Brain Wave Activity from a Freely Moving Octopus Has Been Recorded for the First Time Ever

Brain Wave Activity Octopus
Brain Wave hobby from a Freely transferring Octopus Has Been Recorded for the first Time Ever
Octopuses are some of the maximum enigmatic and fascinating creatures inside the world. With their 8 palms, effective suction cups, and exceptional camouflage skills, they have got captured the imaginations of scientists and the majority alike. Now, a new study has shed light on another aspect of these intelligent creatures: their brain wave activity.

Researchers from the Marine Biological Laboratory in Woods Hole, Massachusetts, have recorded the brain wave activity of a freely moving octopus for the first time ever. The study, which was published in the journal iScience, used electrodes implanted in the octopus’s brain to monitor its neural activity as it moved around its tank.

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The Findings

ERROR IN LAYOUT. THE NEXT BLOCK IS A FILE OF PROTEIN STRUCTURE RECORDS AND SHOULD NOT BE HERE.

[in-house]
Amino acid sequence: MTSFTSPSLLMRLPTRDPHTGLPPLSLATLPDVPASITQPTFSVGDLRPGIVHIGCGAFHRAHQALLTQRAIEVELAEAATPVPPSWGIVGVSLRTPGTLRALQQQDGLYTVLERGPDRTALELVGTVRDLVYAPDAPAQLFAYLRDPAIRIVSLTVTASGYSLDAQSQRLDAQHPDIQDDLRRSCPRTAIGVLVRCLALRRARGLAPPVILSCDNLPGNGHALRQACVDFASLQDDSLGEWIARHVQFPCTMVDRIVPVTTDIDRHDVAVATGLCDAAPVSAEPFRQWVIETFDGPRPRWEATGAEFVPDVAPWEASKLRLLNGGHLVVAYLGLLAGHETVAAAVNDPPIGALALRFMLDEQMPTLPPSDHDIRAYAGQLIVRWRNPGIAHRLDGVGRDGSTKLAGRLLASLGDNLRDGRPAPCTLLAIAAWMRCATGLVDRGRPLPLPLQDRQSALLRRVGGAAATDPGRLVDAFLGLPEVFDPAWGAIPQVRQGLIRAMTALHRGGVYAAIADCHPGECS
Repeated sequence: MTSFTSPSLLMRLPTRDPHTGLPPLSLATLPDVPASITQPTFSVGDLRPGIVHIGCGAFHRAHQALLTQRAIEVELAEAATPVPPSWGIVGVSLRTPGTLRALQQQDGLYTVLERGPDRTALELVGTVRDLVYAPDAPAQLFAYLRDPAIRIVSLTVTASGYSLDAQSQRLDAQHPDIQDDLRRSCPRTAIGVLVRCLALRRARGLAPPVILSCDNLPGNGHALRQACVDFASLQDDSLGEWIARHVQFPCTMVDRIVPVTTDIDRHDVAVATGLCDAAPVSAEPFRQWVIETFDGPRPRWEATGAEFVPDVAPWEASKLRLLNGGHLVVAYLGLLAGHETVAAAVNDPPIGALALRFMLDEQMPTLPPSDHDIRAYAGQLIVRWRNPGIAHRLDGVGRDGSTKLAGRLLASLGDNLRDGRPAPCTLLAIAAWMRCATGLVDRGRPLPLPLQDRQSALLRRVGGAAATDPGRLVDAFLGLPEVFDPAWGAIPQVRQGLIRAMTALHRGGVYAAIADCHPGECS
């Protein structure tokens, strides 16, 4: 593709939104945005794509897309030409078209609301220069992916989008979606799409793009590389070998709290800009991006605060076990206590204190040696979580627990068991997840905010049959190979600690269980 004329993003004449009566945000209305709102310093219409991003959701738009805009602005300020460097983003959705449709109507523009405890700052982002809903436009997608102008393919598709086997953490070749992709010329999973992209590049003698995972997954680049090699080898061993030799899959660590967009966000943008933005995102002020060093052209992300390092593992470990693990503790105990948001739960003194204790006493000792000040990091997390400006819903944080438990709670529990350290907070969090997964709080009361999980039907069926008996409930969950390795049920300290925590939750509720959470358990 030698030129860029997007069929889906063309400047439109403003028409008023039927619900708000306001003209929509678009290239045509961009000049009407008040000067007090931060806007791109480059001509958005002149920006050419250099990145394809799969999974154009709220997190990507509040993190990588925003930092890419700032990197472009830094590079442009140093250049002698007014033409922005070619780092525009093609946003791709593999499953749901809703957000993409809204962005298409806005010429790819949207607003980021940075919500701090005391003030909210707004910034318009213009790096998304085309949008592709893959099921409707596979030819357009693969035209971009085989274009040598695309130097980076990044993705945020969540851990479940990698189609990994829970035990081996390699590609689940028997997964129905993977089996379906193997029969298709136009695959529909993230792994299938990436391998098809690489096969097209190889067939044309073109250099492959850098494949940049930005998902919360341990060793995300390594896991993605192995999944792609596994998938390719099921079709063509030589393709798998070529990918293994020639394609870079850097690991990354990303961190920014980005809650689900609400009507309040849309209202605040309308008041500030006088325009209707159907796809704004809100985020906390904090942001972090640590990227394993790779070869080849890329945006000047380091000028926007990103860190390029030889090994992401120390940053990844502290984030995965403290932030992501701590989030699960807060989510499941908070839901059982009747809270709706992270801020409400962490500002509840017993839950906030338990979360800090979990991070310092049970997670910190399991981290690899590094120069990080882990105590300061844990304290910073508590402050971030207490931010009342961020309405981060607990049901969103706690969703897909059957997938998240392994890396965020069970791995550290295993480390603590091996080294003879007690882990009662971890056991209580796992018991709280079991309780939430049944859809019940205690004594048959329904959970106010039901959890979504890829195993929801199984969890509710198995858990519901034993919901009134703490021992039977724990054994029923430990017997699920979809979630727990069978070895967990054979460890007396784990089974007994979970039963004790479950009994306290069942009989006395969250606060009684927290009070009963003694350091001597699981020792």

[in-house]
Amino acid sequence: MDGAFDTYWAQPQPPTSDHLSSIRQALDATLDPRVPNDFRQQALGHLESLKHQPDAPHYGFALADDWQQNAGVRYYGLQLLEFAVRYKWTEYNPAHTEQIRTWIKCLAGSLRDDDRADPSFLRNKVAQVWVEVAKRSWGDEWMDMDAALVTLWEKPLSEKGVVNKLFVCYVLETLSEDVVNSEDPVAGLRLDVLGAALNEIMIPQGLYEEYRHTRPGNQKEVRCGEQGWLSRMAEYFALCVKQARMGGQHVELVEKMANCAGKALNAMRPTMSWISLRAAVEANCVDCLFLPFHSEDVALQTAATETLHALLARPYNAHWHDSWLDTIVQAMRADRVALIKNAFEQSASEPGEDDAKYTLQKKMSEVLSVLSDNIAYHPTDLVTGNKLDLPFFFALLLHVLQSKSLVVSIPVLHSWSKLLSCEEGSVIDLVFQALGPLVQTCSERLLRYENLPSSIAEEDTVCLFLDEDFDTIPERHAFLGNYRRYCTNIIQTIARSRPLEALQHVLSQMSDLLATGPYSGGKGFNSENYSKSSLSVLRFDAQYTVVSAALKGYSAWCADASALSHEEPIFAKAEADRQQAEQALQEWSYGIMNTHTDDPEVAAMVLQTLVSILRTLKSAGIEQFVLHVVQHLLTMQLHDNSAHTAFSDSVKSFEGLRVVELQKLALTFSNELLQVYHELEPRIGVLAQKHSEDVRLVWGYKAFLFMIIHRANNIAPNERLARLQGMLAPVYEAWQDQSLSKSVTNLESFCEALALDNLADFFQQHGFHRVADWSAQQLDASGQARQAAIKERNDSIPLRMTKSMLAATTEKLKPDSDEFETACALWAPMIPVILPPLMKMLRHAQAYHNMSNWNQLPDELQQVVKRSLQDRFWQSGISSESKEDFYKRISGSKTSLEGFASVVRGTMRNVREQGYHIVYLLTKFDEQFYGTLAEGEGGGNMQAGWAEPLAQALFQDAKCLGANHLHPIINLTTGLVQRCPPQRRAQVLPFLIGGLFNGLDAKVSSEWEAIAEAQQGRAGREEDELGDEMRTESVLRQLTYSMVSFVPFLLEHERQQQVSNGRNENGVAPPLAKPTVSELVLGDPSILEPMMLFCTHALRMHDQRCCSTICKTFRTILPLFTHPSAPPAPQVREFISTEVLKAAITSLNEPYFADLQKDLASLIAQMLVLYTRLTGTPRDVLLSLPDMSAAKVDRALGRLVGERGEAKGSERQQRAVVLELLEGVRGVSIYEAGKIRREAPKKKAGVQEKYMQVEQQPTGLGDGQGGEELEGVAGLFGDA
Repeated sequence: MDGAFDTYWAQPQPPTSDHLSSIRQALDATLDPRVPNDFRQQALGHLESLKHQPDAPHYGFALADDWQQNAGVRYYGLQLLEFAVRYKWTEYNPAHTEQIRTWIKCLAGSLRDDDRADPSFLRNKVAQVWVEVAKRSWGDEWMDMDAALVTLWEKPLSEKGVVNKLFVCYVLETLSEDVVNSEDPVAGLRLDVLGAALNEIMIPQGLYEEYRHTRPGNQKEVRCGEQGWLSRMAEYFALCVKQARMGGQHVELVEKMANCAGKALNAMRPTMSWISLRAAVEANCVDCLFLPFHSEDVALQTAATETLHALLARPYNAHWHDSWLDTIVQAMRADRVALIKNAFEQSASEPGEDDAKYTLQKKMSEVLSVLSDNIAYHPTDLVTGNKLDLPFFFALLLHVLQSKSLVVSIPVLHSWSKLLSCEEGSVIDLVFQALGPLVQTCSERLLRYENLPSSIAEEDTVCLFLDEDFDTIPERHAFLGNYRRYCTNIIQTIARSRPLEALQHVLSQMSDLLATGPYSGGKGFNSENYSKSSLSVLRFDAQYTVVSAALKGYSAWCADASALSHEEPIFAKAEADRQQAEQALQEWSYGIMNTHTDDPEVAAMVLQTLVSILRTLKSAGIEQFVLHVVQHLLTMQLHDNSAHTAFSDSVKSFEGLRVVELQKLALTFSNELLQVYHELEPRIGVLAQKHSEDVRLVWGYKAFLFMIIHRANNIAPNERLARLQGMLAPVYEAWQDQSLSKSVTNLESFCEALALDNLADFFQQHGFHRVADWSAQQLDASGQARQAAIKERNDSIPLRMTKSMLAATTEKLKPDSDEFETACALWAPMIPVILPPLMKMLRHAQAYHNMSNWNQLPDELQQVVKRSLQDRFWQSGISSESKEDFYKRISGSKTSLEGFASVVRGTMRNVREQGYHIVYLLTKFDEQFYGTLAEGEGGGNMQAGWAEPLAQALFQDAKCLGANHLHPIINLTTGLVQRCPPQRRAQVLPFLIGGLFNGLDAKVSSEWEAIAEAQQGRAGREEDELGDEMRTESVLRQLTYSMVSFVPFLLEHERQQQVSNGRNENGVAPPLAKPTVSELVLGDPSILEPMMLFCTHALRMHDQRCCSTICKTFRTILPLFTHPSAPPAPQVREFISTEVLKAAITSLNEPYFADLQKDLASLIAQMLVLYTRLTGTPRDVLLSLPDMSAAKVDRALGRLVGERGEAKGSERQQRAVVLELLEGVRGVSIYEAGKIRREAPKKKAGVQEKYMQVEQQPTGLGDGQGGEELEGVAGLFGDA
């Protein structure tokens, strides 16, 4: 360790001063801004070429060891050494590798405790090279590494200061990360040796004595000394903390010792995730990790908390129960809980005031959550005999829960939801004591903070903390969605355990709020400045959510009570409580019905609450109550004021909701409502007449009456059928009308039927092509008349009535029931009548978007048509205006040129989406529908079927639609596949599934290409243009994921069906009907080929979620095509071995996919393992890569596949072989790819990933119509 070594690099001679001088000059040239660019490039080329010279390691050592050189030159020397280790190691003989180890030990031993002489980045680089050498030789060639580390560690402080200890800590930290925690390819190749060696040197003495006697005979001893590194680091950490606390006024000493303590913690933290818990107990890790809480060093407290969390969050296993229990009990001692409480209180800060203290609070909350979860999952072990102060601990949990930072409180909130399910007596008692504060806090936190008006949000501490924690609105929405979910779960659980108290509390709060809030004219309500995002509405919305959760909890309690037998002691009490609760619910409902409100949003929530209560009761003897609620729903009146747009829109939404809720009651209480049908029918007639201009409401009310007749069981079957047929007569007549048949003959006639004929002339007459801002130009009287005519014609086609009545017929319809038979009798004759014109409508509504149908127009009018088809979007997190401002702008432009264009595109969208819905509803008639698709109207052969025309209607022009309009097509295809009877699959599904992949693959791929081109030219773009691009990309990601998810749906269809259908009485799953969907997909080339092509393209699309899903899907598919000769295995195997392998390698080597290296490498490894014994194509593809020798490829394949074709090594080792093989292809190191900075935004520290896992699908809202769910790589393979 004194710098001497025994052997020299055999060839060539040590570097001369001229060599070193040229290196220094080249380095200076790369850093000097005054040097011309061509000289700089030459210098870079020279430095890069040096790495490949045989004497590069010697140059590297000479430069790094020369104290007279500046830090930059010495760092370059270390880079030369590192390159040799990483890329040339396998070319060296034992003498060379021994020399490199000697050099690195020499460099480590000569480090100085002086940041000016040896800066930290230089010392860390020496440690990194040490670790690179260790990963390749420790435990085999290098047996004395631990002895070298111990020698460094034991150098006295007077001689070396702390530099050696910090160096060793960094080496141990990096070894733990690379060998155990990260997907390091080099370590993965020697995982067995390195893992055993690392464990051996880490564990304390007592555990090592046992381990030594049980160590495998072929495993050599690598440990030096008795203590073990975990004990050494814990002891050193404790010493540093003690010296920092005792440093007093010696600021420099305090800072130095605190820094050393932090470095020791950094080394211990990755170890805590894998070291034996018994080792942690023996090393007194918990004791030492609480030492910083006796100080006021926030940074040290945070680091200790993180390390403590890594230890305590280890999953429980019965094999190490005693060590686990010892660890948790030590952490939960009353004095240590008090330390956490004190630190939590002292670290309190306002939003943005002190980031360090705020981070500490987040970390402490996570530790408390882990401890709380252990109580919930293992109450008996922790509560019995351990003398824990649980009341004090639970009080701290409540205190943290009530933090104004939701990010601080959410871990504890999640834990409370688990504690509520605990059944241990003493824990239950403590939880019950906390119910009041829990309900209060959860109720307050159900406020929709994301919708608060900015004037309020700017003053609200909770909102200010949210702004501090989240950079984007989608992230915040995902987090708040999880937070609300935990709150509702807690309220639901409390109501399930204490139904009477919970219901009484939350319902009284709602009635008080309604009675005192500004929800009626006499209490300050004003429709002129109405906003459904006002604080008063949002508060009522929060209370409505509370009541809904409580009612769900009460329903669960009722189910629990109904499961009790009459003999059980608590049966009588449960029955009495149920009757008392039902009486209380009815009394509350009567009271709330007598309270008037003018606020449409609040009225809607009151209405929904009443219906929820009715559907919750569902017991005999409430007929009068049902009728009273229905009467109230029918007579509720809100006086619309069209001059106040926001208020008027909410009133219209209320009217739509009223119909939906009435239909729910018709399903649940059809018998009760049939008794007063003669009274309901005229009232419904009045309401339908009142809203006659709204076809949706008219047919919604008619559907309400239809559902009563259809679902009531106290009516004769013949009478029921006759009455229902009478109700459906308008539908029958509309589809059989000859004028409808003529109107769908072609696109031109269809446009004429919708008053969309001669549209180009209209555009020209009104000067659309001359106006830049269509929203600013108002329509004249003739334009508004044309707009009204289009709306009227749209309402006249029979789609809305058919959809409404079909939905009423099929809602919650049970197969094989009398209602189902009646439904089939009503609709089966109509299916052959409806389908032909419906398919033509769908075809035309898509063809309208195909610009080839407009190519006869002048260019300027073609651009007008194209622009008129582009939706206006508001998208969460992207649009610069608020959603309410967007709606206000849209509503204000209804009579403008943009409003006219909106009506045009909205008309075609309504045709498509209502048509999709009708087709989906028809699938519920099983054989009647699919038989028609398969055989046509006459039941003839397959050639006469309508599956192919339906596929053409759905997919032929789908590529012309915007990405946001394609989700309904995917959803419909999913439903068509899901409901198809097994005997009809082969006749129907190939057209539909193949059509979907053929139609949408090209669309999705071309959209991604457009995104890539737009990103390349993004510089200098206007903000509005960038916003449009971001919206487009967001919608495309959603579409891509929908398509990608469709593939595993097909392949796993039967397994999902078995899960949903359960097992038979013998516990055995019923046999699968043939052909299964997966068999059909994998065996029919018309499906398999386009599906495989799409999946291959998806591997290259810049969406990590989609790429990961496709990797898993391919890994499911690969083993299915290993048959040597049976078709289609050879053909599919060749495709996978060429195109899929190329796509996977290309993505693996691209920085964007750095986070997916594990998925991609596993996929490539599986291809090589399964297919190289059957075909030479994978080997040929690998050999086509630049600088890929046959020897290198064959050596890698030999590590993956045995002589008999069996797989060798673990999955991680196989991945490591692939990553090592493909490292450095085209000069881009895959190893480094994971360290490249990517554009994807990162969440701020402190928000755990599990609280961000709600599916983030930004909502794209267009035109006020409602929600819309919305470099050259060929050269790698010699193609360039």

The researchers found that the octopus’s brain wave activity was highly dynamic, with different patterns of activity emerging as the octopus explored its environment. They also found that the patterns of activity were similar to those seen in other animals, including mammals and birds, suggesting that there may be fundamental similarities in the way different animals process information.


The study has important implications for our understanding of the evolution of intelligence. Octopuses are often considered to be one of the most intelligent invertebrates, but their intelligence is very different from that of humans and other vertebrates. With the aid of recording their mind wave interest, the researchers have provided new insights into the neural foundation of octopus behavior, and how it may be just like, or one-of-a-kind from, different animals.

Future Research

The study is just the beginning, and the researchers hope to conduct further experiments to better understand the neural basis of octopus behavior. One area of interest is how octopuses process visual information, given their incredible ability to change color and shape to blend in with their environment.



The recording of brain wave activity in a freely moving octopus is a significant milestone in our understanding of these fascinating creatures. It opens up new avenues of research and has important implications for our understanding of the evolution of intelligence. The study provides a glimpse into the complex and dynamic neural activity of octopuses, and hints at the rich and diverse ways in which animals process information.

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